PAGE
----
Boston Real Estate and Condos for Sale

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Are Boston real estate prices rising or coming down in 2021?

Although Boston condo prices are on the rise, however, apartment rental rates in downtown Boston are down. This, too, is in keeping with a trend we’ve seen in other, more expensive metros like New York City and San Francisco.

Why are Boston condo prices still rising?

Boston condo for sale prices are on the rise – the topic that has been in the news, including here.

The fallout from the pandemic has undoubtedly made its mark on all aspects of the economy. But the housing market differs from other industries in that it’s stronger than ever… for the seller. High demand and low interest rates keep pushing home prices up, igniting bidding wars across the nation. According to Realtor.com, median sale prices went up 17.2% year over year in April. Now, that number is so large partly because at this time last year we were hitting the worst of the pandemic for the real estate market. But the median home price – $375,000 – still marked a record high.

But for how long will real estate prices continue to rise?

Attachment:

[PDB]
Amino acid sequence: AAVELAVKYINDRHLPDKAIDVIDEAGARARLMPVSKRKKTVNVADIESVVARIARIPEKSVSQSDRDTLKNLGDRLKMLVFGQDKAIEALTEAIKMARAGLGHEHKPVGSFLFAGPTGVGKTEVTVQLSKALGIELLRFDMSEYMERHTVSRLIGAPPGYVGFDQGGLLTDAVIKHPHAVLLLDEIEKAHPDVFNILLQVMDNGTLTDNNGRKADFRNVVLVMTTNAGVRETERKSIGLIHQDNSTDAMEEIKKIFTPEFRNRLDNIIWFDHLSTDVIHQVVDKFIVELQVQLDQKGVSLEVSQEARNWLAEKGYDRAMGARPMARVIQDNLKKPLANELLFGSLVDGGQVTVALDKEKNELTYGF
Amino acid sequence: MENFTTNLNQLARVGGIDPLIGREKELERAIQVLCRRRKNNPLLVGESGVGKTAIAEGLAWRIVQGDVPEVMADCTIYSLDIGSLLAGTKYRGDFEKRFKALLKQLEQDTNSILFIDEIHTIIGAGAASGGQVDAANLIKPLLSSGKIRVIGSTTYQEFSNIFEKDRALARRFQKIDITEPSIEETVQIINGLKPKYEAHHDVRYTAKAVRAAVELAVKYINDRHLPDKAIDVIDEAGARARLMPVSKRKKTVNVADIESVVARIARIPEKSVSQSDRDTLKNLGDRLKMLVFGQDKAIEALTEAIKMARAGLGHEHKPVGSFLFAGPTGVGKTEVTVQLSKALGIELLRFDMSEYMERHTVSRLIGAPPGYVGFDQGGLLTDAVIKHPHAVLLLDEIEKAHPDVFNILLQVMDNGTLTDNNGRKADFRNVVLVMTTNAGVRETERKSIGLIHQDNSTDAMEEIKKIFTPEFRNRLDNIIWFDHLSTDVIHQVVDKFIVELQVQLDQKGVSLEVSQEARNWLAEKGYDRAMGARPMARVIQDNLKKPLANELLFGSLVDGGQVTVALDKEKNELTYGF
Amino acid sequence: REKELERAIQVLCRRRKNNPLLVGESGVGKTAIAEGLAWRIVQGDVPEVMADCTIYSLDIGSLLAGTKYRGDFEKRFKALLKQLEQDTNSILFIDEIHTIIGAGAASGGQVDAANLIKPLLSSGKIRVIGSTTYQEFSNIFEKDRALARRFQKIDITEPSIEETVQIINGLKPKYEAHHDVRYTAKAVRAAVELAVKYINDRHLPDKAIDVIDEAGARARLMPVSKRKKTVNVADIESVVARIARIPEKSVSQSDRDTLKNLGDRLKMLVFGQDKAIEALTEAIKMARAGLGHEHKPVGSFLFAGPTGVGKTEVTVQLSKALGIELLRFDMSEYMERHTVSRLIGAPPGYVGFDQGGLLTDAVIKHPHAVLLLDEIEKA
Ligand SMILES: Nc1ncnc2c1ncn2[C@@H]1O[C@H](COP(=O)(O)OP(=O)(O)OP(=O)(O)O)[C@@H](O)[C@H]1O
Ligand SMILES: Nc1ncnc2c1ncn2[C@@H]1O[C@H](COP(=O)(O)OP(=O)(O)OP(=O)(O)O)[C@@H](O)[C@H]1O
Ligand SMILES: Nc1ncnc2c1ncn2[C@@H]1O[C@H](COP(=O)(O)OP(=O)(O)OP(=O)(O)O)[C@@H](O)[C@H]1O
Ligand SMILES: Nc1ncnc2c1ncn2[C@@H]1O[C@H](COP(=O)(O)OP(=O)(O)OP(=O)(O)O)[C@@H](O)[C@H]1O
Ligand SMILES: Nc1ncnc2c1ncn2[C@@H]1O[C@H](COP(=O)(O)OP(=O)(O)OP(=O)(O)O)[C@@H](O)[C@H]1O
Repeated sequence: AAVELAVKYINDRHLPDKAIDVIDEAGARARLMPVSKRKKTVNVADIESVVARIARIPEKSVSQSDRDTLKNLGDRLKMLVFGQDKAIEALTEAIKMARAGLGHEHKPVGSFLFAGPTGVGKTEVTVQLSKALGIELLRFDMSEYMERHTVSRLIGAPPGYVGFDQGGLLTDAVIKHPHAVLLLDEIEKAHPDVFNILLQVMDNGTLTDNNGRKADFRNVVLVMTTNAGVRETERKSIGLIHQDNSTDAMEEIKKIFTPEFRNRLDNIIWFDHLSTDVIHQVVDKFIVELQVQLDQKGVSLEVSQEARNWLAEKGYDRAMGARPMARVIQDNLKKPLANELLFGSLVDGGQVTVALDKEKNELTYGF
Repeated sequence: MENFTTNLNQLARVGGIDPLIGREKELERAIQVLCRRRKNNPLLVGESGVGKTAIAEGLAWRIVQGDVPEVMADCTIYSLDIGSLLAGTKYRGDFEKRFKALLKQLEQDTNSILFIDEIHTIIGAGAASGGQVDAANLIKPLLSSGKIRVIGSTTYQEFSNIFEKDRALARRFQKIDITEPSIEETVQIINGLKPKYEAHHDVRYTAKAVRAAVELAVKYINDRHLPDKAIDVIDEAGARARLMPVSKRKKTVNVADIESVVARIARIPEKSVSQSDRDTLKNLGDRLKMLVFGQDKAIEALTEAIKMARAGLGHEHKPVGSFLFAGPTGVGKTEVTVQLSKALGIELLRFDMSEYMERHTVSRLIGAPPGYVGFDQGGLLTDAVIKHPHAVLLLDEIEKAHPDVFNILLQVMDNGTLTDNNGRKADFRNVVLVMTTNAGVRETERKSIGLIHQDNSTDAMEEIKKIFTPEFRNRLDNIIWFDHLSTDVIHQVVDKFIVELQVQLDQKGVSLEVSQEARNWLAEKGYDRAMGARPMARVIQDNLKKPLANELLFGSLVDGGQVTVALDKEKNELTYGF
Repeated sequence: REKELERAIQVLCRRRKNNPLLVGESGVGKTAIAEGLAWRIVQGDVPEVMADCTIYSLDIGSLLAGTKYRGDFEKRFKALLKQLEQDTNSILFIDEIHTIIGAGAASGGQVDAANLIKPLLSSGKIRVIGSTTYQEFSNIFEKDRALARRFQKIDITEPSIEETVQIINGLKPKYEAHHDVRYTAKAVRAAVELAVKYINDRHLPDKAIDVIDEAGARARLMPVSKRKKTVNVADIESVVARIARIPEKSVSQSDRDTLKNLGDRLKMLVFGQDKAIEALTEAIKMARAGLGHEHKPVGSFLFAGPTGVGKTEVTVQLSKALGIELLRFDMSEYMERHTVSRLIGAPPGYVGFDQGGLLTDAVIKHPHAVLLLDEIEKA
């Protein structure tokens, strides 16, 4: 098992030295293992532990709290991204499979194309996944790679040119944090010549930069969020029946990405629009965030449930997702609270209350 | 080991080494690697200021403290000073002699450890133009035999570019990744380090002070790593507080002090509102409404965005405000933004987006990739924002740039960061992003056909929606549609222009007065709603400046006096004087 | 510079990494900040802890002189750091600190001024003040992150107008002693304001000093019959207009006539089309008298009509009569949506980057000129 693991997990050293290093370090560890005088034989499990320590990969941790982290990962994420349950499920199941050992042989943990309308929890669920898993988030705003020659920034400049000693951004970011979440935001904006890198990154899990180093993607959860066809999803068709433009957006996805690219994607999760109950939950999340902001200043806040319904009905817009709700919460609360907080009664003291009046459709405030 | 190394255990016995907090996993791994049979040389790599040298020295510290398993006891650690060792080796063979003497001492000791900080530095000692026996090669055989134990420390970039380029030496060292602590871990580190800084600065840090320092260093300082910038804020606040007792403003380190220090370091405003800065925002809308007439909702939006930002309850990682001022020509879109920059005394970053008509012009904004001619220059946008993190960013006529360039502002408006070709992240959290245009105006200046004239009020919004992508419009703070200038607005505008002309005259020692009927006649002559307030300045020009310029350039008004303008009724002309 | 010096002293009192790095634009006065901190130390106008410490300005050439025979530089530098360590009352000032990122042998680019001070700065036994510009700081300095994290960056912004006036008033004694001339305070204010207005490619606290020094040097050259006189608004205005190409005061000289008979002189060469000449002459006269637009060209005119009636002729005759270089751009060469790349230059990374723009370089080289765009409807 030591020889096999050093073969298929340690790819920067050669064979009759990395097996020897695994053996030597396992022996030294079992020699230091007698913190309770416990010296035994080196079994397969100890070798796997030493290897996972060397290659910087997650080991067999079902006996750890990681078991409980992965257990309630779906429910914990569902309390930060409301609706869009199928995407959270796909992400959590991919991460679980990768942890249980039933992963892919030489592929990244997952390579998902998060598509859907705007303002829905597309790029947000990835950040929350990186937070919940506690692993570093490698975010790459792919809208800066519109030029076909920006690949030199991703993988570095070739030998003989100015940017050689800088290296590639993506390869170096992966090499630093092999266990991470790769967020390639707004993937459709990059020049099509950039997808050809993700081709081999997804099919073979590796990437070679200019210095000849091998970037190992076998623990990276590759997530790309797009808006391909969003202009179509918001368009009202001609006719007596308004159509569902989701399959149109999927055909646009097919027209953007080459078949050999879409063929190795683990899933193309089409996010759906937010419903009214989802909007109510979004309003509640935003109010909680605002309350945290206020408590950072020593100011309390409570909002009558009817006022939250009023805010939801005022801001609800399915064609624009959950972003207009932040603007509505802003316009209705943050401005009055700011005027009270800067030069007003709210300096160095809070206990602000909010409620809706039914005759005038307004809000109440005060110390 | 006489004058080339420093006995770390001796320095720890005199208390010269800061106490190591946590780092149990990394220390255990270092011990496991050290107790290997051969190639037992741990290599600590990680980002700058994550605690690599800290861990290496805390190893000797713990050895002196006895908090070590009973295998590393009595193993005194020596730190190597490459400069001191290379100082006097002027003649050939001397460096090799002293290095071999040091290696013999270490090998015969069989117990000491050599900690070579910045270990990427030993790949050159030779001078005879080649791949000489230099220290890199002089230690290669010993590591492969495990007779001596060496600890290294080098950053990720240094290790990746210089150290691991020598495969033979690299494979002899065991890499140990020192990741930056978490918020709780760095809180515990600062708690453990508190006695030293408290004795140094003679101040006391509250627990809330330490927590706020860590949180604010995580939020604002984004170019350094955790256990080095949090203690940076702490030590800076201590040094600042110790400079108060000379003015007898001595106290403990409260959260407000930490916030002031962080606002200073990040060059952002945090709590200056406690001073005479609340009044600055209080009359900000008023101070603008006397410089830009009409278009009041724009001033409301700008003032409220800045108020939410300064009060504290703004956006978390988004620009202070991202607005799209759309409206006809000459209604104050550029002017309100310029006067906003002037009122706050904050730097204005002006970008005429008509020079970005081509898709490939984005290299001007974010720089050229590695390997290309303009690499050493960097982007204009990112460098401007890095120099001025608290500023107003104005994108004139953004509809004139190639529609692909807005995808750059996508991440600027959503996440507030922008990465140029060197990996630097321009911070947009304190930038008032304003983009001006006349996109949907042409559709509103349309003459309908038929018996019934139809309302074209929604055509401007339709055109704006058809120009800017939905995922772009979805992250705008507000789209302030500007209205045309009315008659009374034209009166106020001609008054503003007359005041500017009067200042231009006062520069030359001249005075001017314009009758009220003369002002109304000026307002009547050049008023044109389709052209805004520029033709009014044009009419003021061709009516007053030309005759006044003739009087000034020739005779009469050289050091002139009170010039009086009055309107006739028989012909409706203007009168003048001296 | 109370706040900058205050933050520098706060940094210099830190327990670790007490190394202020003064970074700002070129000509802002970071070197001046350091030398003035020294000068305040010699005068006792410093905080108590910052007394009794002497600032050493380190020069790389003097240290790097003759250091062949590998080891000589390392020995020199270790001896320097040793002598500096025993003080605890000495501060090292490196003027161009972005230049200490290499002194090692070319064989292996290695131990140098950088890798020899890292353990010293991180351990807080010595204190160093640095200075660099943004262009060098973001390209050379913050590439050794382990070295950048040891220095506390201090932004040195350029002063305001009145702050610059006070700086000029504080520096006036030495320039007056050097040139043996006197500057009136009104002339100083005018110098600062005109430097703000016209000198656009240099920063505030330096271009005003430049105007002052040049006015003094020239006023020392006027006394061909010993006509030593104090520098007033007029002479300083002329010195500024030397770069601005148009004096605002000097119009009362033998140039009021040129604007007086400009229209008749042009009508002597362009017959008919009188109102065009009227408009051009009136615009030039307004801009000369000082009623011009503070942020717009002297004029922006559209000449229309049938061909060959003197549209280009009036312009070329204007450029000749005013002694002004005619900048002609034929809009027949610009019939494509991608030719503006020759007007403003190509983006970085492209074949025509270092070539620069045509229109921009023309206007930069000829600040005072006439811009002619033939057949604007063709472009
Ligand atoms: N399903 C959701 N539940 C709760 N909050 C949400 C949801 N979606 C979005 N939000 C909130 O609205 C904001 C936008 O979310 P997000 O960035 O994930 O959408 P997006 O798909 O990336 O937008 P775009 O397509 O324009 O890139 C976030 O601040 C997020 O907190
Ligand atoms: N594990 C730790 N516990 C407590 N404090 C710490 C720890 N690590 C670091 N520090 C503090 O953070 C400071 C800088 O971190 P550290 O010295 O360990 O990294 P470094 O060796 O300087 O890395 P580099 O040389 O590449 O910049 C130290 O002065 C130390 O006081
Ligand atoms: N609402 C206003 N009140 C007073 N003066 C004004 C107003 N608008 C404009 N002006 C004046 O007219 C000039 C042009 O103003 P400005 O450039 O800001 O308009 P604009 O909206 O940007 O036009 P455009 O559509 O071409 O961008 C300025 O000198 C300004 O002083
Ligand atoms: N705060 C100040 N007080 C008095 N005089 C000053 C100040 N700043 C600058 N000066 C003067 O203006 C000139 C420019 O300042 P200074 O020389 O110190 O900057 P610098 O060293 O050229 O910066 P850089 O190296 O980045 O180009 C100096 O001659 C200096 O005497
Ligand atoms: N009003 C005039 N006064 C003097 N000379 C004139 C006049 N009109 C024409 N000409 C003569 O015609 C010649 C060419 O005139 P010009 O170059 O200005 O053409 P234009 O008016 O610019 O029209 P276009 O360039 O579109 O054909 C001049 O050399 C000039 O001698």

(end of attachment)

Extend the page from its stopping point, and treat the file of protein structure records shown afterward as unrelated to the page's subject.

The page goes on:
If you’re a downtown Boston condo buyer,  you may be pondering to wait out the market? If you’re selling, you may want to know how quickly to list your home. To demystify what’s happening in the Boston real estate market right now (and in the future), let’s take a close-up look at why prices are so high right now, what will curb that rise, and when the experts expect that to happen.

What’s Causing Home Prices to Increase?

First off, let’s understand why what causes Boston real estate prices to rise, and which are at play right now. It’s possible you’ve heard nervous chatter about the possibility of another housing bubble, like the one that caused the 2008 recession. We won’t go into too many details. But safe to say that nearly every expert out there agrees we aren’t in the same situation as we were in 2008. At that time, banks were regularly approving subprime mortgages, subprime borrowers were accepting them, and there was a surplus of construction.